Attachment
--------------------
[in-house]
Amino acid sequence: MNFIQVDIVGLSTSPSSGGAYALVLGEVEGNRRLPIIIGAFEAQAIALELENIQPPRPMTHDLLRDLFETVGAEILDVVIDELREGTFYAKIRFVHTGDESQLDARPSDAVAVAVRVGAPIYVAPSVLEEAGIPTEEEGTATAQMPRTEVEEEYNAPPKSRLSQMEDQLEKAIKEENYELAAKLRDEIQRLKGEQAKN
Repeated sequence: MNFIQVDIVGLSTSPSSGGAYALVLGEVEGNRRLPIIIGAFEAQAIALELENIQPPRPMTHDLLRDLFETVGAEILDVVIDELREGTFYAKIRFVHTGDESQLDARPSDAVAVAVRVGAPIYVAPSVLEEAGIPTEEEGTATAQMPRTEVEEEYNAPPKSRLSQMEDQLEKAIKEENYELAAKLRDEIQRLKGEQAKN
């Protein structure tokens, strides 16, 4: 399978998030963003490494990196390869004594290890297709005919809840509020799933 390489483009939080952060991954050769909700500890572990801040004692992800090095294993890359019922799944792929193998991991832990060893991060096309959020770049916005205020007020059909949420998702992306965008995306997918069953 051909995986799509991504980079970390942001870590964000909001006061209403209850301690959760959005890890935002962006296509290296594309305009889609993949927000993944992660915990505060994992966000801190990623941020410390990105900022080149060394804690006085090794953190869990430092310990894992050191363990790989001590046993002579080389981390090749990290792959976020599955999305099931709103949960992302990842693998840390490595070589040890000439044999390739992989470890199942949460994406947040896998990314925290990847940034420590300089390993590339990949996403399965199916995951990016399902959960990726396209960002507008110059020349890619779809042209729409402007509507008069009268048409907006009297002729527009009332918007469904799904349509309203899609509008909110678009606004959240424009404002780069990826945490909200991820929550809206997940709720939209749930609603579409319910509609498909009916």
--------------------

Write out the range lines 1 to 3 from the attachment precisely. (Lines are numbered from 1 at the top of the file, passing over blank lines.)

[in-house]
Amino acid sequence: MNFIQVDIVGLSTSPSSGGAYALVLGEVEGNRRLPIIIGAFEAQAIALELENIQPPRPMTHDLLRDLFETVGAEILDVVIDELREGTFYAKIRFVHTGDESQLDARPSDAVAVAVRVGAPIYVAPSVLEEAGIPTEEEGTATAQMPRTEVEEEYNAPPKSRLSQMEDQLEKAIKEENYELAAKLRDEIQRLKGEQAKN
Repeated sequence: MNFIQVDIVGLSTSPSSGGAYALVLGEVEGNRRLPIIIGAFEAQAIALELENIQPPRPMTHDLLRDLFETVGAEILDVVIDELREGTFYAKIRFVHTGDESQLDARPSDAVAVAVRVGAPIYVAPSVLEEAGIPTEEEGTATAQMPRTEVEEEYNAPPKSRLSQMEDQLEKAIKEENYELAAKLRDEIQRLKGEQAKN